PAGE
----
A review of ‘Eddie the Eagle’ and Taron Egerton’s cute lil nerd face

I don’t really need to tell you the overarching plot of Eddie the Eagle, the based-on-a-true-story sports biopic that came out last week, because in a sense you already know it: winsome, enthusiastic underdog really wants to do sports, and with the help of a gruff, reluctant coach, he achieves his dreams. Dedication and Desire and Believing in Himself are tantamount to his glory, and have as much or more to do with his success than actual skill. And we know he’ll achieve his dreams, because his mum believes in him, even when his mean old dad wants him to give up and join the workforce. You’ve seen this movie before.

What sets Eddie slightly apart from others of its ilk is that its protagonist, played by Taron Egerton, is a naive, sunshiny doofus in terrible 1980s bottle glasses. Here’s a picture of the real Eddie:

Give this guy every medal!


I am not a sports person at all, but I love a good Olympics tale, and this is one. Eddie Edwards was a British downhill skier who just missed qualifying for the 1988 Winter Olympics in Calgary. So he was like, no big, I’ll just become a ski jumper and get into the Olympics THAT way. Why? Because Great Britain didn’t have any ski jumpers at all (if you have zero competition in something, it’s a quick rise to the top).

Edwards did make it to Calgary, and finished last in every jump, given that he’d been training for 18 months or so. But people loved him regardless (and many loved him precisely BECAUSE he was such a flop). He was so gosh-durn excited to be there, whooping and cheering and cheesing for the camera after a successful jump, not dead and broken in the snow like pretty much everyone anticipated.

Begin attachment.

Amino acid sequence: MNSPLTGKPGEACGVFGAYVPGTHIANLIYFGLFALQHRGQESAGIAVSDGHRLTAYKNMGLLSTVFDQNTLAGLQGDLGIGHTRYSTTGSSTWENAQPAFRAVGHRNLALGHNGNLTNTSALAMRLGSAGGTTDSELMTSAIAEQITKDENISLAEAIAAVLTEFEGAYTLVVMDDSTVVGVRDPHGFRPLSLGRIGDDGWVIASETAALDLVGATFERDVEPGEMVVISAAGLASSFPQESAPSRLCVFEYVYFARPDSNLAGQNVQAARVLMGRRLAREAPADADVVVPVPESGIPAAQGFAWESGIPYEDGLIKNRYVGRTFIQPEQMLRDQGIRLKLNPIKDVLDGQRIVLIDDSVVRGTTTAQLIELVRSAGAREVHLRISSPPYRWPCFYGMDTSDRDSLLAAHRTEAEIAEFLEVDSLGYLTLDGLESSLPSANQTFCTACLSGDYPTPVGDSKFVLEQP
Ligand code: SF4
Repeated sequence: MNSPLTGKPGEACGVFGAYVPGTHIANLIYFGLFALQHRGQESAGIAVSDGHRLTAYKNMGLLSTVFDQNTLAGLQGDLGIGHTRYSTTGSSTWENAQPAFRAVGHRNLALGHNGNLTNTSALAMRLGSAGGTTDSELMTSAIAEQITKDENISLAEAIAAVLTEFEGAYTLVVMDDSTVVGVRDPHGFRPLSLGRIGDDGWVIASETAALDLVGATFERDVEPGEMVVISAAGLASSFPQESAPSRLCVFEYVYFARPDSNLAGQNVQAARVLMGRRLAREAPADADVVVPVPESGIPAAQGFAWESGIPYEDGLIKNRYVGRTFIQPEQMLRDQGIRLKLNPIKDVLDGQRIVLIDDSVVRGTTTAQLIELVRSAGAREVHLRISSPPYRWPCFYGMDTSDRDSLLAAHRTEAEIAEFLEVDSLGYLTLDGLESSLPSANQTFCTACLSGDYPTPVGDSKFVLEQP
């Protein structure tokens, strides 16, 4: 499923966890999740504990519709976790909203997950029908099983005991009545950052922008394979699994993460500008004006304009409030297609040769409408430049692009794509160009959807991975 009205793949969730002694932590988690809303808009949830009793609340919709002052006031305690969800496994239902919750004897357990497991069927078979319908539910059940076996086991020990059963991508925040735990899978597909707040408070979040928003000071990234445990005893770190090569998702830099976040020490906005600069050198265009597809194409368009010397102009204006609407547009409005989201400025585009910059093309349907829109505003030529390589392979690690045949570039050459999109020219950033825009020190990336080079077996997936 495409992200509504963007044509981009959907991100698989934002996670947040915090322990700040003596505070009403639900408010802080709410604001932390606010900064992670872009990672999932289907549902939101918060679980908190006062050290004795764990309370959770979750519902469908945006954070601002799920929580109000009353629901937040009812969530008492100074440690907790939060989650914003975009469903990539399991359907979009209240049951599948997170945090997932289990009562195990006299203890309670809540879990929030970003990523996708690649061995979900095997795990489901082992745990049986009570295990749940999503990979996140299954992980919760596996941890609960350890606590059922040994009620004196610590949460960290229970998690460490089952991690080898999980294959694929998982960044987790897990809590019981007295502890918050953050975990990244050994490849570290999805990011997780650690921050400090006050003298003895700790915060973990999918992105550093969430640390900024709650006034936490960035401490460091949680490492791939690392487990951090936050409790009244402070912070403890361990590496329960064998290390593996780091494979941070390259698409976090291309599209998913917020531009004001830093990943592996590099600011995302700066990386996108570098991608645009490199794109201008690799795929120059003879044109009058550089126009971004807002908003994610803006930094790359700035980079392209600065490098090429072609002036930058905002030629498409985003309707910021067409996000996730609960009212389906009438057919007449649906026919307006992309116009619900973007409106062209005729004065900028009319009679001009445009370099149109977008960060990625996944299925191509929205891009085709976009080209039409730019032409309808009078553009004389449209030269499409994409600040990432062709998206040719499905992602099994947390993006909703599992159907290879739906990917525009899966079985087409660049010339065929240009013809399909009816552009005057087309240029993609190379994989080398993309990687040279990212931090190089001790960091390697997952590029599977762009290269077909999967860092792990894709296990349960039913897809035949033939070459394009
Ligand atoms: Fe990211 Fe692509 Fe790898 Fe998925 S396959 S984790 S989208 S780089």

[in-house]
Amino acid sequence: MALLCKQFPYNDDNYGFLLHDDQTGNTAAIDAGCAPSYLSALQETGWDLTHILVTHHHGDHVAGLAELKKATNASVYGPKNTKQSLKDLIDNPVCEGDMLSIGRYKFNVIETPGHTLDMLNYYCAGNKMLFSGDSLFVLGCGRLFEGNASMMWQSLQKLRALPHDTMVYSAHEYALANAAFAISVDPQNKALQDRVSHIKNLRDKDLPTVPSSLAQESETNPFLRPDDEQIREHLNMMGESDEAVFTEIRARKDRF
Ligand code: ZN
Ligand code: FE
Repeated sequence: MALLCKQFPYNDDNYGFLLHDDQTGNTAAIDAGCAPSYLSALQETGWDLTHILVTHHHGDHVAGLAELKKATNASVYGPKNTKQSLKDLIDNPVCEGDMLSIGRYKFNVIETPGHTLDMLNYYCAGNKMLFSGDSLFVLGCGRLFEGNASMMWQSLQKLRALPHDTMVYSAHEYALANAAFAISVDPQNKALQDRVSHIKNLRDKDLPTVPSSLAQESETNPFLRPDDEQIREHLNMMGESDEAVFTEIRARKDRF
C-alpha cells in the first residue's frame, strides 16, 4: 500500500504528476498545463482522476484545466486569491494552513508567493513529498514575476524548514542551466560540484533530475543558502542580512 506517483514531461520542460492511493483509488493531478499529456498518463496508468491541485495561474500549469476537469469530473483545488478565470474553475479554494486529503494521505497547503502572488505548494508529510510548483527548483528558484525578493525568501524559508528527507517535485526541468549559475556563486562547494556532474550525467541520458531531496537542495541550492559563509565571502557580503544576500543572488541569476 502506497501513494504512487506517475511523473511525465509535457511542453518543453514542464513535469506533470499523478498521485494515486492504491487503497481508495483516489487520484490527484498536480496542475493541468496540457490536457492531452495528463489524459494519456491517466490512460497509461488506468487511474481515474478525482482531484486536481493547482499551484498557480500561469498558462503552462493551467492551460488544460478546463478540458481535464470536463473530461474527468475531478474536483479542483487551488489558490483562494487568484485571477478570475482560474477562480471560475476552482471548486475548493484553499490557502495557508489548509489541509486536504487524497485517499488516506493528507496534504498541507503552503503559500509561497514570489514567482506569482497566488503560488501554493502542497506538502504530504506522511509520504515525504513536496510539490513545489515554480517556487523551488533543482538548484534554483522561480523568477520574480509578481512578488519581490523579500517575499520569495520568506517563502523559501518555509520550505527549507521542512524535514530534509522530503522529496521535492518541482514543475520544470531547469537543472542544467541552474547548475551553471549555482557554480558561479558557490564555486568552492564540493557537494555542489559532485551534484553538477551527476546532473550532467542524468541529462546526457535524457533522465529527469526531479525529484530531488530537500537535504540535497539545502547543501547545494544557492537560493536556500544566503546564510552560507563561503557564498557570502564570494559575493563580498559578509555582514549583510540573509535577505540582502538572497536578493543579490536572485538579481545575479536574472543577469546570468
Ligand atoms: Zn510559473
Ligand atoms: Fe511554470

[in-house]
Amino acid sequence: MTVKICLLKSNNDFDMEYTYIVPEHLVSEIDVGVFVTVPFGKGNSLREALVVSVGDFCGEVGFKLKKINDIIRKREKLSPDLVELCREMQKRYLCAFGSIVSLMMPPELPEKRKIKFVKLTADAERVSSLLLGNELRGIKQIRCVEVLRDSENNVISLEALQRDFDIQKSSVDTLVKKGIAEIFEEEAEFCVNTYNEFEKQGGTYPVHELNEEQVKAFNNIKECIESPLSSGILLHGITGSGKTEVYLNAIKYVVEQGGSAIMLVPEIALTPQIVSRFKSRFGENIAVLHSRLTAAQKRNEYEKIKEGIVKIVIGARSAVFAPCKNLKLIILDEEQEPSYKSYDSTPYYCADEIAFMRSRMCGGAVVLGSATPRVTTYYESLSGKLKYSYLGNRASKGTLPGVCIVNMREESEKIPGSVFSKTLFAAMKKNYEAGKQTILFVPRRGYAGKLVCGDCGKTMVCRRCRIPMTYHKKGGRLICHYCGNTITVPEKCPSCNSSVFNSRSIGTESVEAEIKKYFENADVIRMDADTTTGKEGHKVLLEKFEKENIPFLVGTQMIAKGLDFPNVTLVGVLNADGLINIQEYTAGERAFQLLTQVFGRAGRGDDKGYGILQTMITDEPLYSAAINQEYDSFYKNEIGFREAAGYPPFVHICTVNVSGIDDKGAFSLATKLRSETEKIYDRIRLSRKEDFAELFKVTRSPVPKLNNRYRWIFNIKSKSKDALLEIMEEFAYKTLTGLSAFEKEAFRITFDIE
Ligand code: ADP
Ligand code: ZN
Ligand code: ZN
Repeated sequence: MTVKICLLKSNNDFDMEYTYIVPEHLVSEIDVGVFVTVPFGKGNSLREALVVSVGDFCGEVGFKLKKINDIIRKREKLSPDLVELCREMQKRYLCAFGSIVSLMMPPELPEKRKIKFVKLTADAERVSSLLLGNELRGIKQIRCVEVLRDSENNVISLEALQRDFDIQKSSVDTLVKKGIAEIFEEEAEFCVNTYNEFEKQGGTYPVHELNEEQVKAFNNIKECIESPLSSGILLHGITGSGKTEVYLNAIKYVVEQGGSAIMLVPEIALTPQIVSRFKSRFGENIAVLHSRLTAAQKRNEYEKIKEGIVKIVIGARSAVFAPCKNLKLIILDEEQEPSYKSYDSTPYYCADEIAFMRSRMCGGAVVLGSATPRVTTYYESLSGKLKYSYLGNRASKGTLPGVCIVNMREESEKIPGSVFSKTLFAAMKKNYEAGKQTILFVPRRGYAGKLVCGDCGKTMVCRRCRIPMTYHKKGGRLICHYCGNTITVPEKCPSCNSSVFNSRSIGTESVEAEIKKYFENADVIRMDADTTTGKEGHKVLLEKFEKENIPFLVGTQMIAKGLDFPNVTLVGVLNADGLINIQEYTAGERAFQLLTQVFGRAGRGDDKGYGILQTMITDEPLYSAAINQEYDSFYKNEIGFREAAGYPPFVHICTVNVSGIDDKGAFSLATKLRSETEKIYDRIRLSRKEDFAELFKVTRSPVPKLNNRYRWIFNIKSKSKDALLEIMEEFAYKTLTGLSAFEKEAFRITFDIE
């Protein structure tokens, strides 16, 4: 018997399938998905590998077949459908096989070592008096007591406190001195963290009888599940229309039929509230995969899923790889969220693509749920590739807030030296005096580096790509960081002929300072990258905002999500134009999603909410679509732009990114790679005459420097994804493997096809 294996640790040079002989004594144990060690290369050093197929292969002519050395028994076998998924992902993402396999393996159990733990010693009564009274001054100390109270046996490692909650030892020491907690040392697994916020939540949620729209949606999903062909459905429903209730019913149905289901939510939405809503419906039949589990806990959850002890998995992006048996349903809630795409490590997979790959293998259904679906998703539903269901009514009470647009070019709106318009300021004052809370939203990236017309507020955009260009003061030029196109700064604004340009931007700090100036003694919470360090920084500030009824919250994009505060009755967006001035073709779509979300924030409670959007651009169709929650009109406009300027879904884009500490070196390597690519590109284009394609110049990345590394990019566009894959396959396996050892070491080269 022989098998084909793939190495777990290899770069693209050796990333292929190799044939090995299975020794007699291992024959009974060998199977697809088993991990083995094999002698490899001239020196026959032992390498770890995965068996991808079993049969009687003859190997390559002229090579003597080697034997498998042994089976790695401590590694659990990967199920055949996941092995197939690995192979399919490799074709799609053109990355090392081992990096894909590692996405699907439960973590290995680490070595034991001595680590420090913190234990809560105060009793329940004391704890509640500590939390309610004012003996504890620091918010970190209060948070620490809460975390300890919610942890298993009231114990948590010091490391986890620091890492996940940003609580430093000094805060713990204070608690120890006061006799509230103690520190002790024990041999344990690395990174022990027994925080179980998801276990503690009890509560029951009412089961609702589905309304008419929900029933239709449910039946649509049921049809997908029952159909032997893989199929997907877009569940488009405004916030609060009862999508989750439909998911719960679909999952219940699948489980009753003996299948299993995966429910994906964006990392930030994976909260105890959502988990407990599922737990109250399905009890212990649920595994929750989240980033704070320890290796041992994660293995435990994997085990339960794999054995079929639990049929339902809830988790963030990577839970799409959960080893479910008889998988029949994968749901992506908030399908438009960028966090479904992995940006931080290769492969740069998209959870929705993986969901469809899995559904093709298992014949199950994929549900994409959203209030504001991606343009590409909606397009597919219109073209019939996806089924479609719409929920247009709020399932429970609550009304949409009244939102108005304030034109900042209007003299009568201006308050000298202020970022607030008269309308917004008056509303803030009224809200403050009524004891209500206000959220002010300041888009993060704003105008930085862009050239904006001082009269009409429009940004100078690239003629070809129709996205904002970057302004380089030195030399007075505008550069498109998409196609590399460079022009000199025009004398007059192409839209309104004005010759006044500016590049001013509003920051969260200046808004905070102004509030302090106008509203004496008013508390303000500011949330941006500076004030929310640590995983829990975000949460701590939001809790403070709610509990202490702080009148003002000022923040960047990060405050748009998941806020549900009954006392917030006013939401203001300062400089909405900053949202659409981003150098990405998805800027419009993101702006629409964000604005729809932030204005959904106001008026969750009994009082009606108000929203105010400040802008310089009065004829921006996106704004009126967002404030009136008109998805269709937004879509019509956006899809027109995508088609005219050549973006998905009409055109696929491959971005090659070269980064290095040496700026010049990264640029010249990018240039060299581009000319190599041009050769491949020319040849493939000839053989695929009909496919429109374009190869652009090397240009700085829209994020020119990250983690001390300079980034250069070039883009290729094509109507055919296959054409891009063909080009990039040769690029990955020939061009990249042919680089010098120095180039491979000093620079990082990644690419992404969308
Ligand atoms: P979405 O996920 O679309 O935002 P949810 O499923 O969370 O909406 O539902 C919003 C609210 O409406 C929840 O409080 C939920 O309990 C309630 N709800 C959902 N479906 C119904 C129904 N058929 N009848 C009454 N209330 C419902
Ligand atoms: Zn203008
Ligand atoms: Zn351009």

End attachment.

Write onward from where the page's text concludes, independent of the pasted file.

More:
This film is not exactly *great*, but it is very fun. The score is a zippy, synthesized medley with standards ’80s hits, complemented by ominous piano when you’re looking down from the top of the ski jumps and soaring violins when Eddie lands without any broken body parts. Hugh Jackman plays Bronson Peary, a fictionalized amalgam of several of Edwards’s  coaches (he’s meant to be a washed-up alcoholic, though I think the directors let him look a little too hale and hearty for someone who chugs whiskey from the moment he wakes up.) There are mullets and Fair Isle sweaters for days. The dialogue is reliably kitschy and cliched–seriously, do not walk into this movie expecting anything that comes close to nuance.

The point is, Eddie wouldn’t have touched me as well as it did without Egerton’s ability to play a sweet, adorkable goon so well:

Ugh, he kills me. Watch Eddie sit at a German cafe and shiver as the heat lamps go out, knowing that he has to stay if he wants to train but he has no place to sleep. Watch his face get all bruised and beaten as he tries to land the 40-meter jump over and over before Coach HandsomeFace steps in out of pity. Watch him only ever drink milk. Watch him freak out from excitement as he beats record after record, even while reigning as International Hilariously Bad Ski-Jumper. I wanted to give him a hug and buy him some contact lenses, and I also wanted him to get everything he ever wanted.

You would have to be the world’s biggest killjoy to hate this movie, even though your instinct to do so would be right on the money.

Rating: a thousand hearts, or whatever, I don’t care


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